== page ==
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See also: Actinomyces



actinomyces (plural actinomyces)

  1. A bacterium (species) of the genus Actinomyces.
    • 1902, Transactions of the Medical Society of the State of New York, page 375:
      Very often the actinomyces are mixed with some other microorganism, the growth of which is more vigorous, and tends to obscure the actinomyces.
    • 1992, Frank Ryan, Tuberculosis: The Greatest Story Never Told : the Human Story of the Search for the Cure for Tuberculosis and the New Global Threat (→ISBN), page 215:
      He soon became expert enough to spot an actinomyces colony at a glance. For Albert Schatz, the quest for the wonder microbe in this chaos of nature owed more to intuition than any systematic scientific search. "If you ask me why I picked one colony of actinomyces over another, I cannot tell you. There was no rationale for picking one colony of an actinomyces over another. Naturally if a plate had five colonies which morphologically and grossly looked alike, I would not pick all five."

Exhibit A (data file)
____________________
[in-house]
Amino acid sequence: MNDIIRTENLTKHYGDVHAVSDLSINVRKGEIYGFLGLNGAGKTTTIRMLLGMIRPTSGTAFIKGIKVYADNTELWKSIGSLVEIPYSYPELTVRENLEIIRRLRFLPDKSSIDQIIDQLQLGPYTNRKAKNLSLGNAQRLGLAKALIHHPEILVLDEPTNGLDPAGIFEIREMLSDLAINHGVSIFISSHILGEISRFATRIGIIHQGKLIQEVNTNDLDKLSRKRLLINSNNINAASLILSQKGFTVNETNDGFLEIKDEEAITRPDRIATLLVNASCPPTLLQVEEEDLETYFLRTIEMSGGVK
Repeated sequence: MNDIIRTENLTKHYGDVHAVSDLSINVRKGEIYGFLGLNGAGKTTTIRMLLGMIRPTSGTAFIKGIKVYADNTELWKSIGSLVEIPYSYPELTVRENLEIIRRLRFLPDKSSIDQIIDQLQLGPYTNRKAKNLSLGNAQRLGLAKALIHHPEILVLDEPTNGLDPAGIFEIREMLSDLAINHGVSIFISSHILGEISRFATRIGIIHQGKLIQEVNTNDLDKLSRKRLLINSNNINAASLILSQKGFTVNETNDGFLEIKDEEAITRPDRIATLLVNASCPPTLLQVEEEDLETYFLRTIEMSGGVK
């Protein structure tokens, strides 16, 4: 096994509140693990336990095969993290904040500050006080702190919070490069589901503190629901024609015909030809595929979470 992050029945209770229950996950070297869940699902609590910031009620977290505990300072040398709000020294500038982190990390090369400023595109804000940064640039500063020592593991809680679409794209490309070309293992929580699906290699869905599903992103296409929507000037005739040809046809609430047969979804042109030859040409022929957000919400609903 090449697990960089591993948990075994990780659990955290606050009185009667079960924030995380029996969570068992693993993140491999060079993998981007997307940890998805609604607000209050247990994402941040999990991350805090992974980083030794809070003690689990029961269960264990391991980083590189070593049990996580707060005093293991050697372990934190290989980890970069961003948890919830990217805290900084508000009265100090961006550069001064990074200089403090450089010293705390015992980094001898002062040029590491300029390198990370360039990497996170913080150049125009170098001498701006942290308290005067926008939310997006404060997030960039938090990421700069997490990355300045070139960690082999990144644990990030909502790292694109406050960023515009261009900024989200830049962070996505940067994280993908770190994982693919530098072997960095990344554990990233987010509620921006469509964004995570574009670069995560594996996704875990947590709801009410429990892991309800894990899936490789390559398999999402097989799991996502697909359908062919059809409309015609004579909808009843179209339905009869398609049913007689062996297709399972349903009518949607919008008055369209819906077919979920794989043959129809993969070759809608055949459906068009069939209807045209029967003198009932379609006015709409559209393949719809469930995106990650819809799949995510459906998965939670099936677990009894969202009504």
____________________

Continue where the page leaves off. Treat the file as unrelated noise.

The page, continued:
• 2003, Piet Lens, Biofilms in Medicine, Industry and Environmental Biotechnology: Characteristics, Analysis and Control (→ISBN), page 40:
      An sspAB double mutant was generated and the resulting effects were additive; however, it retained a single previously unrecognized lactose-inhibitable coaggregation with an actinomyces coaggregation group D representative (Figure 3.3, cognate symbol complementary to gray rectangle).
    • 2007, D. A. Hopwood, Streptomyces in Nature and Medicine: The Antibiotic Makers ({{ISBN}9780195150667}}), page 22:
      Waksman wrote in his autobiography:
      " [...] It is the first attempt that has ever been made to grow an actinomyces on a large scale, to attempt to utilize an actinomyces for any practical purpose, or even to find any use whatsoever for this obscure group of micro-organisms."
      Unfortunately, the initial excitement did not last long: actinomycin certainly killed the pathogens, but it killed laboratory animals too. Woodruff pressed on [...]